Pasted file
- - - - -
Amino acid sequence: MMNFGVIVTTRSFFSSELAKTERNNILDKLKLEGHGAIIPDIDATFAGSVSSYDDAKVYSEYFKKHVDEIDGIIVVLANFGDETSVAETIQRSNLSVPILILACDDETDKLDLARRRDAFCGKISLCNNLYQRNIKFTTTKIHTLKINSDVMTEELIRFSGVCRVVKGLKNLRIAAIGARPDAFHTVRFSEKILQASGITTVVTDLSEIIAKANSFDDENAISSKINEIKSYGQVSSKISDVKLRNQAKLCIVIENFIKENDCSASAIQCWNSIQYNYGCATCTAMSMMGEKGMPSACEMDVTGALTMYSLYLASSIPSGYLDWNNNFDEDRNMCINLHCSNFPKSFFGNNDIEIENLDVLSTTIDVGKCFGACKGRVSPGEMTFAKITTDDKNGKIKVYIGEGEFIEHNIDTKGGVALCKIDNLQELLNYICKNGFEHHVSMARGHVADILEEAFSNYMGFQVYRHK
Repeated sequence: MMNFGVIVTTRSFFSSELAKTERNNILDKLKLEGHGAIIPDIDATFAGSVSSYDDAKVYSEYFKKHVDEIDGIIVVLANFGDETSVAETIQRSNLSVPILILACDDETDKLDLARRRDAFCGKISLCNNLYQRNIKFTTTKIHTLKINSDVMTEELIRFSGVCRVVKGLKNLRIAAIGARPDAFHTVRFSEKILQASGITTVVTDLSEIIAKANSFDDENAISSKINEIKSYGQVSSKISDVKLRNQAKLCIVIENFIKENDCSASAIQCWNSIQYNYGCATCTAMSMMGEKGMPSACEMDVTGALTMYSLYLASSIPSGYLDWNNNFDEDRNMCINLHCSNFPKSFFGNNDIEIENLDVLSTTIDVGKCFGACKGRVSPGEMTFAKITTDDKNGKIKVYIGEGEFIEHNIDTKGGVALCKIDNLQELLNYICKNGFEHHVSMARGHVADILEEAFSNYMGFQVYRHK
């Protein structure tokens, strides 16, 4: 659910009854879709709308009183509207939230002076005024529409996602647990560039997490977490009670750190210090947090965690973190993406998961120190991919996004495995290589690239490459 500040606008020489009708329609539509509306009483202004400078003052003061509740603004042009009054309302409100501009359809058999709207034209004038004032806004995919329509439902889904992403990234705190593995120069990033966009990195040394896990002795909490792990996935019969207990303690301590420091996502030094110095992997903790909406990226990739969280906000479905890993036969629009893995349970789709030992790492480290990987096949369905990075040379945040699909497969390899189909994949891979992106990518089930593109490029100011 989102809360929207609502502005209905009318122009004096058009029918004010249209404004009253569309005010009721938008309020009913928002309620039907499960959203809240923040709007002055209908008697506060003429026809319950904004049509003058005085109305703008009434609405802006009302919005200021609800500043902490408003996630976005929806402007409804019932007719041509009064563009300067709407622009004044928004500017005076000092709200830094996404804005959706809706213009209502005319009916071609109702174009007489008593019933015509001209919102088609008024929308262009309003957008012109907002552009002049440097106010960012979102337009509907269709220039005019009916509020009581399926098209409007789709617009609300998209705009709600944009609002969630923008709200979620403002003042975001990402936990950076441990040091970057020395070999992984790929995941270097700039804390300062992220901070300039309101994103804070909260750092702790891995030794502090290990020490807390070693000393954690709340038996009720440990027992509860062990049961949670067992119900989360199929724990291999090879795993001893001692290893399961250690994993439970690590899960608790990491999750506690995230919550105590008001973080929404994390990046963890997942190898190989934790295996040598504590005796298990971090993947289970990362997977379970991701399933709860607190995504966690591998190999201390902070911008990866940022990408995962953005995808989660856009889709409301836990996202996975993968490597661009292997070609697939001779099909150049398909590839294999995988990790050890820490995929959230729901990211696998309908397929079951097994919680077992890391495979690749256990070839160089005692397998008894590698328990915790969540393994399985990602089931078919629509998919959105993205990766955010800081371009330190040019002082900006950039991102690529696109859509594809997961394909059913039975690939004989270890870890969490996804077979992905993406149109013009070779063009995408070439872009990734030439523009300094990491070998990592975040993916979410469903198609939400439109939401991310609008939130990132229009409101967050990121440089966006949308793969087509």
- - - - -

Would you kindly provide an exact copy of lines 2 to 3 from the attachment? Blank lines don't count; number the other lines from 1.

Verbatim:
Repeated sequence: MMNFGVIVTTRSFFSSELAKTERNNILDKLKLEGHGAIIPDIDATFAGSVSSYDDAKVYSEYFKKHVDEIDGIIVVLANFGDETSVAETIQRSNLSVPILILACDDETDKLDLARRRDAFCGKISLCNNLYQRNIKFTTTKIHTLKINSDVMTEELIRFSGVCRVVKGLKNLRIAAIGARPDAFHTVRFSEKILQASGITTVVTDLSEIIAKANSFDDENAISSKINEIKSYGQVSSKISDVKLRNQAKLCIVIENFIKENDCSASAIQCWNSIQYNYGCATCTAMSMMGEKGMPSACEMDVTGALTMYSLYLASSIPSGYLDWNNNFDEDRNMCINLHCSNFPKSFFGNNDIEIENLDVLSTTIDVGKCFGACKGRVSPGEMTFAKITTDDKNGKIKVYIGEGEFIEHNIDTKGGVALCKIDNLQELLNYICKNGFEHHVSMARGHVADILEEAFSNYMGFQVYRHK
């Protein structure tokens, strides 16, 4: 659910009854879709709308009183509207939230002076005024529409996602647990560039997490977490009670750190210090947090965690973190993406998961120190991919996004495995290589690239490459 500040606008020489009708329609539509509306009483202004400078003052003061509740603004042009009054309302409100501009359809058999709207034209004038004032806004995919329509439902889904992403990234705190593995120069990033966009990195040394896990002795909490792990996935019969207990303690301590420091996502030094110095992997903790909406990226990739969280906000479905890993036969629009893995349970789709030992790492480290990987096949369905990075040379945040699909497969390899189909994949891979992106990518089930593109490029100011 989102809360929207609502502005209905009318122009004096058009029918004010249209404004009253569309005010009721938008309020009913928002309620039907499960959203809240923040709007002055209908008697506060003429026809319950904004049509003058005085109305703008009434609405802006009302919005200021609800500043902490408003996630976005929806402007409804019932007719041509009064563009300067709407622009004044928004500017005076000092709200830094996404804005959706809706213009209502005319009916071609109702174009007489008593019933015509001209919102088609008024929308262009309003957008012109907002552009002049440097106010960012979102337009509907269709220039005019009916509020009581399926098209409007789709617009609300998209705009709600944009609002969630923008709200979620403002003042975001990402936990950076441990040091970057020395070999992984790929995941270097700039804390300062992220901070300039309101994103804070909260750092702790891995030794502090290990020490807390070693000393954690709340038996009720440990027992509860062990049961949670067992119900989360199929724990291999090879795993001893001692290893399961250690994993439970690590899960608790990491999750506690995230919550105590008001973080929404994390990046963890997942190898190989934790295996040598504590005796298990971090993947289970990362997977379970991701399933709860607190995504966690591998190999201390902070911008990866940022990408995962953005995808989660856009889709409301836990996202996975993968490597661009292997070609697939001779099909150049398909590839294999995988990790050890820490995929959230729901990211696998309908397929079951097994919680077992890391495979690749256990070839160089005692397998008894590698328990915790969540393994399985990602089931078919629509998919959105993205990766955010800081371009330190040019002082900006950039991102690529696109859509594809997961394909059913039975690939004989270890870890969490996804077979992905993406149109013009070779063009995408070439872009990734030439523009300094990491070998990592975040993916979410469903198609939400439109939401991310609008939130990132229009409101967050990121440089966006949308793969087509």